HOLLYWOOD — Actor Mark Hamill, who rocketed to stardom as Luke Skywalker in “Star Wars,” got a star of his own March 8 when he was immortalized on the Hollywood Walk of Fame in front of scores of fans, some of whom waited hours to catch a glimpse of him.
“You are with me through thick and thin and the highs and the lows and everywhere in between,” Hamill told the cheering crowd during his speech.
“If it weren’t for the public, I’d be nowhere. From Jedi to Joker and back again, it’s been a fantastic ride. Thank you so much, and may the force be with each and every one of you.”
Hamill, who lends his voice to the villainous Joker in animated “Batman” and “Justice League” shows, punctuated his comments with a cackling Joker laugh.
Actor Harrison Ford, who portrayed Han Solo in four “Star Wars” films, and the franchise’s creator, George Lucas, were among those on hand to pay tribute to the 66-year-old Hamill at the ceremony in front of the Disney-owned El Capitan Theatre. The event came 19 days before the latest entry in the franchise, “Star Wars: The Last Jedi,” is released on digital and Blu-ray.
Mark is a friend that I don’t see very often,” Ford said. “Our lives have diverged to a certain extent but I am very pleased for him. He has been the master of his own experience, his own life. And he is as he always was — a quiet, sincere, honest person. He’s not a grandstander and I think he has found comfort and utility and control of his destiny, and I’m happy for you pal.”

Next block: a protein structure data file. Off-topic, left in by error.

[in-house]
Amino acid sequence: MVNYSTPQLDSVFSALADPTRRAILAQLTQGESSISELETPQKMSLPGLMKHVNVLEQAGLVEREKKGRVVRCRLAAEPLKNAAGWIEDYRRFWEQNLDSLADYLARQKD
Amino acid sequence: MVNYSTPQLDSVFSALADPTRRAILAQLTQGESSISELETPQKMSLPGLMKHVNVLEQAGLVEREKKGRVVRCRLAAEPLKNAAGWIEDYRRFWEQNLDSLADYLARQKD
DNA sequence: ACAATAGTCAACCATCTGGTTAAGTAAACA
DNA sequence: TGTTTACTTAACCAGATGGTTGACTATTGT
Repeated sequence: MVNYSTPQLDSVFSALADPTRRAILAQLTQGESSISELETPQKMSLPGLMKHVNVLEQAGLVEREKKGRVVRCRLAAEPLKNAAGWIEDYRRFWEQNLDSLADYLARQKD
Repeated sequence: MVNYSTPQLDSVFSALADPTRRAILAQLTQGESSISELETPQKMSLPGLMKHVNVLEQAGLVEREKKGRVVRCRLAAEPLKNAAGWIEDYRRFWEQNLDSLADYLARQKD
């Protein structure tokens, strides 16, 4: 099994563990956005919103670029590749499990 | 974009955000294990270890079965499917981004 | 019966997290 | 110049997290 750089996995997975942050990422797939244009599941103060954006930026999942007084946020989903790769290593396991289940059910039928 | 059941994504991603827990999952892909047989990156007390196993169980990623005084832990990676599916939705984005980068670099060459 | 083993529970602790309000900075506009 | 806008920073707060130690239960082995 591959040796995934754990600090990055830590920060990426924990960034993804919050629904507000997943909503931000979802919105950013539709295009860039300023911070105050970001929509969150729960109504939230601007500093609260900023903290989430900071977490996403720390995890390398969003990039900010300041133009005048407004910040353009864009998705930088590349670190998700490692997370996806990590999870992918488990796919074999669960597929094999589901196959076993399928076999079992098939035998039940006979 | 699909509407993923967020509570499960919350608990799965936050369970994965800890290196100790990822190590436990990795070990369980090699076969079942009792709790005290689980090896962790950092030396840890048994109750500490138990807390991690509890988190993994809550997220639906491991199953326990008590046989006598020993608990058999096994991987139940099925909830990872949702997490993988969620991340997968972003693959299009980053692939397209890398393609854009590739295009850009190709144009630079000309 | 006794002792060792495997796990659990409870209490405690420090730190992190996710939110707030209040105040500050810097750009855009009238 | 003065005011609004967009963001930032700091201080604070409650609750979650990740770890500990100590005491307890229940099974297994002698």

While accepting the honor, Hamill told the crowd, “Words truly fail me. It’s hard to convey my gratitude, my joy, the exhilaration of being recognized this way.”
He joked, “I haven’t been this speechless since ‘Force Awakens,’” referencing the “Star Wars” sequel in which he briefly appeared but did not speak.
Hamill also hailed Lucas, noting if it “weren’t for the genius of George Lucas, I wouldn’t be standing here today.”
He also said he knew while working with Ford that he was in the “presence of greatness,” and that Ford was “one of the best actors in film history.”
“He also gave me the great advice: ‘Hey kid, don’t get cocky.’”
“Star Wars” was Hamill’s first feature film. He was discovered in a workshop musical comedy called “Anthems in E-Flat Calliope” the summer before starting college at Los Angeles City College.
Hamill made his television debut in a 1970 episode of the short-lived CBS comedy-drama “Headmaster.” His later television credits included episodes of “The Partridge Family,” “Night Gallery” “Cannon,” “The Bill Cosby Show,” “Room 222” and “Lucas Tanner.”
Hamill was a cast member of the comedy “The Texas Wheelers,” which was dropped from ABC’s schedule after four episodes in 1974.
Hamill’s other film credits include “Corvette Summer,” “The Big Red One” and “Jay and Silent Bob Strike Back.” His Broadway credits include “The Elephant Man” and “Amadeus.”
Hamill has been a prolific voiceover artist in animated series and video games, including as the Joker in “Batman” and “Justice League” projects.